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How does the carburetor choke heat riser tube work?

Early 70’s Ford Truck, Motocraft 2150 Carb (with auto choke)

The auto-choke has a small tube going to it. It seems to originate in the exhaust manifold area.

Does this tube pipe hot exhaust gas to the choke? Or does it simply pipe hot air using convection?

The reason I’m asking is the tube has rusted off and become disconnected at the exhaust manifold, and I’m trying to decide what to do about it. Is it now leaking exhaust fumes?

You are correct, the tube is providing heat to the choke, so the choke will open up as the motor warms up. Best option is to replace the tube so it is connected and no longer leaks. If you want to plug the hole in the manifold that will stop the escape of exhaust gases. You might not have a effective choke anymore, but you could replace the current choke with a choke that is warmed electrically.

My choke seems to have a dual warming system, both the heat tube and an electrical connection. So I can probably get by with just plugging the hole, at least for now. Since it is leaking exhaust gasses, I’ll do it straight away. Thanks.

I think kits may still be available to convert the automatic choke to a manual choke. J.C. Whitney may still sell them–you can go to their web site. Ford was the last manufacturer to go to the automatic choke. Real Fords had manual chokes–make your old pickup a real Ford.
I think the electrical connection may be for a choke pulloff. My 1978 Oldsmobile had this arrangement and it was operated by vacuum, but your system could be electric. I would solve the whole problem by installing a manual choke and plugging the hole where the choke heat tube comes out of the manifold.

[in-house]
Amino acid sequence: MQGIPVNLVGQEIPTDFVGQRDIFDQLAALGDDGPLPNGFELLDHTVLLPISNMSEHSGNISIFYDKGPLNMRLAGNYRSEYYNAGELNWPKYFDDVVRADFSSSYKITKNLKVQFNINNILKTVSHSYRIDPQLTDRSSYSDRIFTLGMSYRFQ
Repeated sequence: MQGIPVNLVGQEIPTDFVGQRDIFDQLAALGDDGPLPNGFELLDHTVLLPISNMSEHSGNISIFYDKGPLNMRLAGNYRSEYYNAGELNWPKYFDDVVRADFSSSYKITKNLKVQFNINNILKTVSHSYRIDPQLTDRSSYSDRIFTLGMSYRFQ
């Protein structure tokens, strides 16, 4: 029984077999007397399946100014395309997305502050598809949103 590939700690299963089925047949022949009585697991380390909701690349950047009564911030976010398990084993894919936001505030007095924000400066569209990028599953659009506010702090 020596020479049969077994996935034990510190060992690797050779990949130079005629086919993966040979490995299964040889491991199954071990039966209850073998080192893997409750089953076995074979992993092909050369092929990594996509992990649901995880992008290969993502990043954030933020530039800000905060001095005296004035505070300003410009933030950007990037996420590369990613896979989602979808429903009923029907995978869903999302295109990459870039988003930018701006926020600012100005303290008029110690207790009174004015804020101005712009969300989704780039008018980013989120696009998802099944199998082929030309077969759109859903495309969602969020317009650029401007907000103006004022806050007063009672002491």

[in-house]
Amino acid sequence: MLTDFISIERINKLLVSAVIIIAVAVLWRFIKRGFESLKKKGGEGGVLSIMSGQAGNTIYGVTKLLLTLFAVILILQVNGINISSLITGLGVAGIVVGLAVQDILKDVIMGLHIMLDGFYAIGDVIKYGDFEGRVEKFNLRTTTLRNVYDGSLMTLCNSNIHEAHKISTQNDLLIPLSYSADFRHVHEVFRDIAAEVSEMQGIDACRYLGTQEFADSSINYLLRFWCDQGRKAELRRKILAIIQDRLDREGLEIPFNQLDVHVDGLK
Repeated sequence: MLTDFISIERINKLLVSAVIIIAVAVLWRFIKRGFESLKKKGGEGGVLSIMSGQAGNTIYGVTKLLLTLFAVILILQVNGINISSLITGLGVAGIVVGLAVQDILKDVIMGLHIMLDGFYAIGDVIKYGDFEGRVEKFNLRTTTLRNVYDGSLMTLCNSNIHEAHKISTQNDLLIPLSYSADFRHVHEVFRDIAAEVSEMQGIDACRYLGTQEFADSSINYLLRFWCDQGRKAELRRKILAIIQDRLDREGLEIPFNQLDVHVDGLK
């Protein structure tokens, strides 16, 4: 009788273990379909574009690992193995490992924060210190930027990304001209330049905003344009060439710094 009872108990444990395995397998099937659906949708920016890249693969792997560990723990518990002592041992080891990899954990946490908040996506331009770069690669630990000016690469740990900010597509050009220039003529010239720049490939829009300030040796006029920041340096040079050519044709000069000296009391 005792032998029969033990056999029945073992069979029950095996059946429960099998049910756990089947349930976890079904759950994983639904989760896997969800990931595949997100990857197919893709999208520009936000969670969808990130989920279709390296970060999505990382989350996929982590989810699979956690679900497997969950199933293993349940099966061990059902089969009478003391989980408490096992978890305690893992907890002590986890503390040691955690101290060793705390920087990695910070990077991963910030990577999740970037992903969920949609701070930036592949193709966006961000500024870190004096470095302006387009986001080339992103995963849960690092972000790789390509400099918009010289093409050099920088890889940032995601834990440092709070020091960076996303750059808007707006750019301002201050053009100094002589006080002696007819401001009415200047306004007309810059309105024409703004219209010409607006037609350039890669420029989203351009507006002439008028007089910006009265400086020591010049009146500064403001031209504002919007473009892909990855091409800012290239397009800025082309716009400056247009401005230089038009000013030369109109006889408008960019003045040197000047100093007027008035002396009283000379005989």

Your choke is closed longer than it sould be without that tube. That bore in the exhaust manifold should not be in the exhaust stream, there should be no exhaust leak.

I had some old Fords and I replaced that choke heater tube with common 1/4 " steel tubing. Note that there is a second tube connected to the top of the carburetor or air cleaner for clean air. If your tube has been missing for any length of time you can expect the vacuum orfice inside the choke housing to be plugged with dirt. There is a vacuum supply that pulls heat though the tube.

The Dorman HELP line has a repair kit{keyword}#utm_source=acq&utm_medium=google&utm_campaign=enhancedrm&utm_content=5012120

And venturi vacuum draws the hot air though the tube.

You don’t want exhaust gases in the choke cover. The gas will corrode the metal in the pipe and the choke cover.

The plumbing path is filtered air down to the manifold, air heated by the sealed tube passing through the manifold, hot air back up to the choke cover, and exiting by the vacuum pulloff piston into the intake manifold.

The “choke stove” on the manifold should never leak or provide exhaust gasses to the choke…Trying to restore 42 year old automatic chokes is loves labor lost, they never worked that well when they were new and wasted a lot of gas. They are easily converted to a manual choke with an inexpensive manual choke kit…

You have an old lawn mower or gas weed wacker laying around? The throttle cable is a cheap way to convert your automatic choke to a manual. Takes a little MacGyvering, but if I can do it you can too. Make certain that you disable the auto choke, they waste gas and become inefficient as they age. Rocketman

Sometimes MacGyver comes back to haunt you. With the somewhat mild to warm climate here I have often just opened the choke totally for men who seemed willing and patient enough to pump the pedal a few times to get the engine started and hold a fast idle long enough for the engine to warm up and idle without stalling. But for the more demanding the automatic choke can be kept functioning as designed if willing to find the correct pieces needed and setting it properly. Often on the Ford 2bbl an electric choke stat will function well with the stove blocked off. The manual choke kits can be successfully installed but for me they are more time consuming and troublesome than repairing the OE automatic choke.